Image["Image of Leeds Pottery teapot"]

Leeds Pottery teapot
Britain, 18th / 19th century
The Fitzwilliam Museum, Cambridge
EC.14 & A-1946

Image["Image of Wine cup and stand"]

Wine cup and stand
Korea, Koryo Dynasty
12th century
The Fitzwilliam Museum, Cambridge, C.450 & A-1984


The Fitzwilliam Museum, and in particular its ceramics collection, has given me a wealth of enjoyment and inspiration over the years and continues to do so to the present day. It is always a privilege and pleasure to meander amongst such a rich and diverse collection. Visiting the particular favourites that most resonate with me has become a long-standing ritual. These objects can always be relied upon both to enthuse me and to stimulate the creative process.


What particularly inspired me about this piece was the strength and simplicity of its form, and the purity and smooth coolness of its white surface. The double-twisted handle springs from the body of the teapot, giving it a sense of great energy; and it derives an aura of industrial precision and functionality from the process of mass-production. This robust, simple feel is enhanced by the contrasting intricacy of the ribbed and rouletted surface texture. The detailed floral modelling on the lid and the joins between handle and body – striking in an object of such small scale. I especially admire the unity and harmonious balance achieved by the way in which the design brings the different parts of the teapot together.


I admire the meticulous making-process that evidently lies behind this piece. It is an exquisitely elegant object, perfectly proportioned so as to create a sense of balance and aesthetic reconciliation. The curves flow energetically from the foot to the fine rims of the cup and stand, with the irregular dips and the fine crazing on the stand adding a sort of jarring ‘rhythm’. The Korean celadon glaze highlights the sensitive sgraffito design, and collects and pools at the base, adding depth and richness to the subtle, tactile surface. The cup sits on the stand as if poised on a pedestal, giving the unmistakable sense that it belongs there, as well as seemingly inviting us to drink from it. Stylish as they are, the cup and stand are clearly made to be used. This combination of beauty and functionality – something which I strive for in my own work – seems to be effortlessly effected by this piece.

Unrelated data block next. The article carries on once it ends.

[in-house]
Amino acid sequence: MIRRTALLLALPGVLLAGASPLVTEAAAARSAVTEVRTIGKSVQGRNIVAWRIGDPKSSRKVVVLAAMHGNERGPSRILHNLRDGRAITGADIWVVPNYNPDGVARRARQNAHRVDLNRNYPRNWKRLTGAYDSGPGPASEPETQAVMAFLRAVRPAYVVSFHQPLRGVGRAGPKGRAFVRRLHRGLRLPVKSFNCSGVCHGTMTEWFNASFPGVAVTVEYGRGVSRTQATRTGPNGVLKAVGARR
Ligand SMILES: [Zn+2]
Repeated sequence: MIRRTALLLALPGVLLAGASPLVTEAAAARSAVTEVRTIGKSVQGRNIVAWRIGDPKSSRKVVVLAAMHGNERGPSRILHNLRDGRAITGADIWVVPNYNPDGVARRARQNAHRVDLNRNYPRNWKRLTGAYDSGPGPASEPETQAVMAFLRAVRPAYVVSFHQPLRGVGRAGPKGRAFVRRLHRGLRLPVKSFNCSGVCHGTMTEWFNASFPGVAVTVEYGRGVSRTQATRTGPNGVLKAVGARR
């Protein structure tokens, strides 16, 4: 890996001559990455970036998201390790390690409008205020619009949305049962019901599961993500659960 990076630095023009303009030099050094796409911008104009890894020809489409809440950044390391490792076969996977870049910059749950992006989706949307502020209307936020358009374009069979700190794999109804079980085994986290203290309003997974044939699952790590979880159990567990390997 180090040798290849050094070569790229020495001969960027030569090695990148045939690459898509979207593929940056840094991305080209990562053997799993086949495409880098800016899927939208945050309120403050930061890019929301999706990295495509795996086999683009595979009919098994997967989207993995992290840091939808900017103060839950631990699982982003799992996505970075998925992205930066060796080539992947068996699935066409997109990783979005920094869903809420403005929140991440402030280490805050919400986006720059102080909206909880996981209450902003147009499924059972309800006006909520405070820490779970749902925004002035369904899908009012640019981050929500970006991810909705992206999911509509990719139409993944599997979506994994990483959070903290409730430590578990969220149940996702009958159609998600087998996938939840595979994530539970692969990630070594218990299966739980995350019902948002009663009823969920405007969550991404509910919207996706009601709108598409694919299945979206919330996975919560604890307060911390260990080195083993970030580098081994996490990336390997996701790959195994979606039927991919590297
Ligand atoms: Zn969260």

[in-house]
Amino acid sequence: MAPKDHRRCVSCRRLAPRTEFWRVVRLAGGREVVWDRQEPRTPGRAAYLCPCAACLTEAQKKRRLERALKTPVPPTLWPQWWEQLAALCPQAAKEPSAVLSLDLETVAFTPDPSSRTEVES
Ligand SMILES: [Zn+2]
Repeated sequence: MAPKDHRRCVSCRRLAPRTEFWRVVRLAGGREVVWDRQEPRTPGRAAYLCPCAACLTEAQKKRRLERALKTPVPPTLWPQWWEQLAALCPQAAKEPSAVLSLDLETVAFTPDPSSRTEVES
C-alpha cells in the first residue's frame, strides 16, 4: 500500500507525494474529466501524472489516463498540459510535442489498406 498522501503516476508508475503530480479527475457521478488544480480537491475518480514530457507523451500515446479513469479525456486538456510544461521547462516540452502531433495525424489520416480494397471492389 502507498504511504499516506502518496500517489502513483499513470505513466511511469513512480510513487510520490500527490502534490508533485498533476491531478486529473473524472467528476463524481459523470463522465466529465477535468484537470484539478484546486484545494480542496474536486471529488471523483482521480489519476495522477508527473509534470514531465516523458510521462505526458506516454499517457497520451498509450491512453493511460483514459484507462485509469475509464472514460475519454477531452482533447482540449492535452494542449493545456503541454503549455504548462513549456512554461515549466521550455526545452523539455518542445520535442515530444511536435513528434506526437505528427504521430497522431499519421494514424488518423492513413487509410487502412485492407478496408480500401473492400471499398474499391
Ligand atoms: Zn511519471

© Rebecca Harvey, 2008


Image["Image of Rebecca Harvey"]

Rebecca Harvey

Image["Image of Teaset by Rebecca Harvey"]

Teaset by Rebecca Harvey 2008
© Rebecca Harvey

Rebecca Harvey (b. 1970)

Born in Reading in 1970, Rebecca Harvey grew up in Cambridge. She then studied Art and 3D Design at Cardiff College of Art, where she specialised in Ceramics. Particularly interested in soda glaze ware, she was taught by Mike Casson, Peter Starkey and Geoffry Swindell. Having been awarded a Crafts Council Setting-Up Grant, Harvey established her own studio in Cambridge in 1996, became professional member of the Crafts Potters Association in 1998 and a selected maker of the Crafts Council in 2002. Inspired by Japanese ceramics, eighteenth-century cream ware and twentieth-century enamels, her work has featured in many exhibitions in Britain and abroad and has been honoured by the Queen Elizabeth Scholarship Trust in 2005 and the Royal College of Art in 2007. Fascinated by the quality of different materials, Harvey has also recently started to work in glass. A dedicated teacher, she is also known for her publications on glazes, cups and teapots.

Rebecca Harvey divides her time between Cambridge and St Ives, Cornwall.

UCP 2008

Related Links

Selected Bibliography

R. Harvey, ‘Sensual Pleasures’, Ceramic Review, no. 193, 2002,

R. Harvey, ‘Remember take off toilet slippers’, Ceramic Review, no. 225, 2007

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The Fitzwilliam Museum : Rebecca Harvey

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